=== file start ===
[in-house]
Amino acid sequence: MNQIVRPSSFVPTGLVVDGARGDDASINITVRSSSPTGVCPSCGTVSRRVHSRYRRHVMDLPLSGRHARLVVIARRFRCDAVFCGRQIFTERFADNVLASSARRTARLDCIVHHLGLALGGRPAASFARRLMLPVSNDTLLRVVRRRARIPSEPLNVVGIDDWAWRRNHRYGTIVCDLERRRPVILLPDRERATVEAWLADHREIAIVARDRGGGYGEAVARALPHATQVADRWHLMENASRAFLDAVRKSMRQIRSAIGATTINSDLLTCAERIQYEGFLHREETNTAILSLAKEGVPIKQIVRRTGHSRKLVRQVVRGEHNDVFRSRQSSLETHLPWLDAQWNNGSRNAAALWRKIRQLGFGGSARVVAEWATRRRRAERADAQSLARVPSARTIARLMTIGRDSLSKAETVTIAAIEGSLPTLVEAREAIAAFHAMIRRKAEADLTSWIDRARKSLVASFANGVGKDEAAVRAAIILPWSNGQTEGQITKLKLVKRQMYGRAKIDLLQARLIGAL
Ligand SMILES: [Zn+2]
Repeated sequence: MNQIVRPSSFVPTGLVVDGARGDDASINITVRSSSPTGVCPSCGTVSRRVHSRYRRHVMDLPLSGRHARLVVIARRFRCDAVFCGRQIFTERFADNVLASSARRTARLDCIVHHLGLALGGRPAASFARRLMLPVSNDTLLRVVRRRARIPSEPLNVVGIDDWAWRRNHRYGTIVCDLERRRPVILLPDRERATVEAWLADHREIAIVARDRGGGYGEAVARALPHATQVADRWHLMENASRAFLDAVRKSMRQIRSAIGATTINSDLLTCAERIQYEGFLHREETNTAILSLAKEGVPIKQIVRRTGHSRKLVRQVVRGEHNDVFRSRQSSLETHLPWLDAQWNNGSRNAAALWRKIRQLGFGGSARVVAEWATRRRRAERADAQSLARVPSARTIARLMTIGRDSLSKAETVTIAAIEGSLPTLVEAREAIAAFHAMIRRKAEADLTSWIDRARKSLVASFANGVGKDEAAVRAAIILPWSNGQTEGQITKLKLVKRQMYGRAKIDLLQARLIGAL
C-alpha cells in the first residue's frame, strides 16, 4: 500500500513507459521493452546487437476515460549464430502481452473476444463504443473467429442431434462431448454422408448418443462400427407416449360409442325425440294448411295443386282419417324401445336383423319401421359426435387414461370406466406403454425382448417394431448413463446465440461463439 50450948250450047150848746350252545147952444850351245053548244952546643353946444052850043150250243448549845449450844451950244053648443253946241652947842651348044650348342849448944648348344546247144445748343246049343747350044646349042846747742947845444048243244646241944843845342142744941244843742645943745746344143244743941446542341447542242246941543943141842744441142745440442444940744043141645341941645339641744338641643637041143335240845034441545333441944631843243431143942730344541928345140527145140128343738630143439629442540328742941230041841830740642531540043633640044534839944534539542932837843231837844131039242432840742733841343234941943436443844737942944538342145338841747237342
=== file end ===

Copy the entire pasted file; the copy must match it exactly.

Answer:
[in-house]
Amino acid sequence: MNQIVRPSSFVPTGLVVDGARGDDASINITVRSSSPTGVCPSCGTVSRRVHSRYRRHVMDLPLSGRHARLVVIARRFRCDAVFCGRQIFTERFADNVLASSARRTARLDCIVHHLGLALGGRPAASFARRLMLPVSNDTLLRVVRRRARIPSEPLNVVGIDDWAWRRNHRYGTIVCDLERRRPVILLPDRERATVEAWLADHREIAIVARDRGGGYGEAVARALPHATQVADRWHLMENASRAFLDAVRKSMRQIRSAIGATTINSDLLTCAERIQYEGFLHREETNTAILSLAKEGVPIKQIVRRTGHSRKLVRQVVRGEHNDVFRSRQSSLETHLPWLDAQWNNGSRNAAALWRKIRQLGFGGSARVVAEWATRRRRAERADAQSLARVPSARTIARLMTIGRDSLSKAETVTIAAIEGSLPTLVEAREAIAAFHAMIRRKAEADLTSWIDRARKSLVASFANGVGKDEAAVRAAIILPWSNGQTEGQITKLKLVKRQMYGRAKIDLLQARLIGAL
Ligand SMILES: [Zn+2]
Repeated sequence: MNQIVRPSSFVPTGLVVDGARGDDASINITVRSSSPTGVCPSCGTVSRRVHSRYRRHVMDLPLSGRHARLVVIARRFRCDAVFCGRQIFTERFADNVLASSARRTARLDCIVHHLGLALGGRPAASFARRLMLPVSNDTLLRVVRRRARIPSEPLNVVGIDDWAWRRNHRYGTIVCDLERRRPVILLPDRERATVEAWLADHREIAIVARDRGGGYGEAVARALPHATQVADRWHLMENASRAFLDAVRKSMRQIRSAIGATTINSDLLTCAERIQYEGFLHREETNTAILSLAKEGVPIKQIVRRTGHSRKLVRQVVRGEHNDVFRSRQSSLETHLPWLDAQWNNGSRNAAALWRKIRQLGFGGSARVVAEWATRRRRAERADAQSLARVPSARTIARLMTIGRDSLSKAETVTIAAIEGSLPTLVEAREAIAAFHAMIRRKAEADLTSWIDRARKSLVASFANGVGKDEAAVRAAIILPWSNGQTEGQITKLKLVKRQMYGRAKIDLLQARLIGAL
C-alpha cells in the first residue's frame, strides 16, 4: 500500500513507459521493452546487437476515460549464430502481452473476444463504443473467429442431434462431448454422408448418443462400427407416449360409442325425440294448411295443386282419417324401445336383423319401421359426435387414461370406466406403454425382448417394431448413463446465440461463439 50450948250450047150848746350252545147952444850351245053548244952546643353946444052850043150250243448549845449450844451950244053648443253946241652947842651348044650348342849448944648348344546247144445748343246049343747350044646349042846747742947845444048243244646241944843845342142744941244843742645943745746344143244743941446542341447542242246941543943141842744441142745440442444940744043141645341941645339641744338641643637041143335240845034441545333441944631843243431143942730344541928345140527145140128343738630143439629442540328742941230041841830740642531540043633640044534839944534539542932837843231837844131039242432840742733841343234941943436443844737942944538342145338841747237342